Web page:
Journal Menu► ▼ Journal Menu
Journal Browser► ▼ Journal Browser
Special Issue "TAM family receptors in cancer biology and therapeutic resistance"
A special issue of Cancers (ISSN 2072-6694).
Deadline for manuscript submissions: closed (31 August 2016).
Interests: TAM family receptors; therapeutic resistance; antibody based therapy; Receptor Tyrosine Kinases
Interests: Head and Neck cancer; PI3K signaling; cancer therapeutics
Receptor tyrosine kinases (RTKs) are cell surface receptors that have the capacity to catalyze the phosphorylation of tyrosine residues on target proteins. Thus, RTKs play essential roles in activating the cell signaling pathways that control a diverse array of cellular functions, including cellular proliferation, migration, survival, angiogenesis, and metabolism. The TAM family of RTKs consists of three receptors, Axl, Tyro, and MerTK. All TAM family receptors have an extracellular ligand binding domain, a single-pass transmembrane domain, an intracellular kinase domain, and a tyrosine containing C-terminal tail. Upon binding to cognate ligands, Gas6 or Protein S, TAM family receptors can homo- or hetero- dimerize, resulting in kinase domain activation and C-terminal tail phosphorylation. The activation of TAM receptors results in signaling down several growth promoting pathways, such as the phosphatidylinositol-3-kinase (PI3K)/AKT, mitogen-activated protein kinase (MAPK), and protein kinase C (PKC) pathways.
Over the last ten years, TAM family receptors and their ligands have been implicated in the development and progression of several human cancers. These studies have reported TAM receptors to be overexpressed or hyper-activated in many tumor types, correlating with poor patient prognosis. Most recently, the Axl receptor has been found to mediate resistance to several different cancer therapies, including chemotherapy, radiation, anti-epidermal growth factor receptor (EGFR) therapy, and PI3K inhibitors. Furthermore, TAM family receptors are essential regulators of epithelial-mesenchymal transition (EMT), which results in therapeutic resistance, metastasis, and immune cell suppression. These data demonstrate an important role for TAM receptors in cancer biology and therapeutic response.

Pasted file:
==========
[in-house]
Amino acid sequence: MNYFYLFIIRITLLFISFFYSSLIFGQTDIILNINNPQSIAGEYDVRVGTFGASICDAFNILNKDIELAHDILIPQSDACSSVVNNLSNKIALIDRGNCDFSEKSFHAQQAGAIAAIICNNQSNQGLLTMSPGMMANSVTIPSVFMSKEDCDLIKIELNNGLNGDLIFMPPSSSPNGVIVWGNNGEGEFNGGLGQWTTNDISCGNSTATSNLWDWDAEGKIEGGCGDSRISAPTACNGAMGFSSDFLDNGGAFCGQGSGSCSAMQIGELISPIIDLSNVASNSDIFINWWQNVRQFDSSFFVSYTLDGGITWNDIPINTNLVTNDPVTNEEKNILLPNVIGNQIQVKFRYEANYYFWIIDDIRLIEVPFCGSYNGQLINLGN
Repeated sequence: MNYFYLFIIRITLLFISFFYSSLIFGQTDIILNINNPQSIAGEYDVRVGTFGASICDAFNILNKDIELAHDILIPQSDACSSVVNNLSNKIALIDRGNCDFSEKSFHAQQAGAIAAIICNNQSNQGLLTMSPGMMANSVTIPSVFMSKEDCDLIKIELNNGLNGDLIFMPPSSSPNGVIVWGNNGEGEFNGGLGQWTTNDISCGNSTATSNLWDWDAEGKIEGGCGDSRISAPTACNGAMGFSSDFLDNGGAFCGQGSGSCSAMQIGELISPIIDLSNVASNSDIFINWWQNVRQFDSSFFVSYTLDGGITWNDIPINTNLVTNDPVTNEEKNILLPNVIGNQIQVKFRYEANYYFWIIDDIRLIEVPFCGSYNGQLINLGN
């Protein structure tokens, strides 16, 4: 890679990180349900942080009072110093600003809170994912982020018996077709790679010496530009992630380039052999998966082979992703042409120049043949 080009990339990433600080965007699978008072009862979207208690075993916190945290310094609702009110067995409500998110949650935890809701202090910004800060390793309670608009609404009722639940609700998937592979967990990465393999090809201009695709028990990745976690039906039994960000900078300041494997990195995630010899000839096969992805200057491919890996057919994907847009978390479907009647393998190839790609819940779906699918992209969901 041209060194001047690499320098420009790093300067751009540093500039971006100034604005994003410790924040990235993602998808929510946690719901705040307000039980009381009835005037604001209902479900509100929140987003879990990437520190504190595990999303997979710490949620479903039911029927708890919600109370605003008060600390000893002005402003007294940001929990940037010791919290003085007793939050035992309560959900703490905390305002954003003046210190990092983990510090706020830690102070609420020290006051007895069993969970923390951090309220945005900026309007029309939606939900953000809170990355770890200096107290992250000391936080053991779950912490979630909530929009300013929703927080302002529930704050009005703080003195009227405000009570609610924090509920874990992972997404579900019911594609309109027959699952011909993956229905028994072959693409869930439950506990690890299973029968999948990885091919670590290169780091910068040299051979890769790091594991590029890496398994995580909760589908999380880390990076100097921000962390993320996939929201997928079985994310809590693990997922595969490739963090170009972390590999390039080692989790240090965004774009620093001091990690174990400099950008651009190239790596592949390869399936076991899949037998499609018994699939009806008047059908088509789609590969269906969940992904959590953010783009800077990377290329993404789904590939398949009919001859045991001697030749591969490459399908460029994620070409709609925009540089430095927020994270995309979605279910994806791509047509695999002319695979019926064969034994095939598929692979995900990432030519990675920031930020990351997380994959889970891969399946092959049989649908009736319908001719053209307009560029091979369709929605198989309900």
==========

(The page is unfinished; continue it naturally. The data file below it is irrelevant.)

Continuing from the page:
This Special Issue will cover subjects related to TAM family receptors in cancer biology and response to therapeutic agents. Thus, a broad focus, ranging from the basic biology of TAM family receptors in tumor cells to the preclinical and clinical evaluation of TAM family inhibitors for the treatment of cancer patients, will be included. Collectively, this issue will advance our knowledge of TAM family receptors in cancer, and will insight new research focused on this family of RTKs in the future.
Prof. Dr. Deric L. Wheeler
Dr. Toni M. Brand
Manuscript Submission Information
Manuscripts should be submitted online at www.mdpi.com by registering and logging in to this website. Once you are registered, click here to go to the submission form. Manuscripts can be submitted until the deadline. All papers will be peer-reviewed. Accepted papers will be published continuously in the journal (as soon as accepted) and will be listed together on the special issue website. Research articles, review articles as well as short communications are invited. For planned papers, a title and short abstract (about 100 words) can be sent to the Editorial Office for announcement on this website.
Submitted manuscripts should not have been published previously, nor be under consideration for publication elsewhere (except conference proceedings papers). All manuscripts are thoroughly refereed through a single-blind peer-review process. A guide for authors and other relevant information for submission of manuscripts is available on the Instructions for Authors page. Cancers is an international peer-reviewed open access monthly journal published by MDPI.
Please visit the Instructions for Authors page before submitting a manuscript. The Article Processing Charge (APC) for publication in this open access journal is 1800 CHF (Swiss Francs). Submitted papers should be well formatted and use good English. Authors may use MDPI's English editing service prior to publication or during author revisions.
- receptor tyrosine kinases
- TAM family receptors
- cell signaling
- drug resistance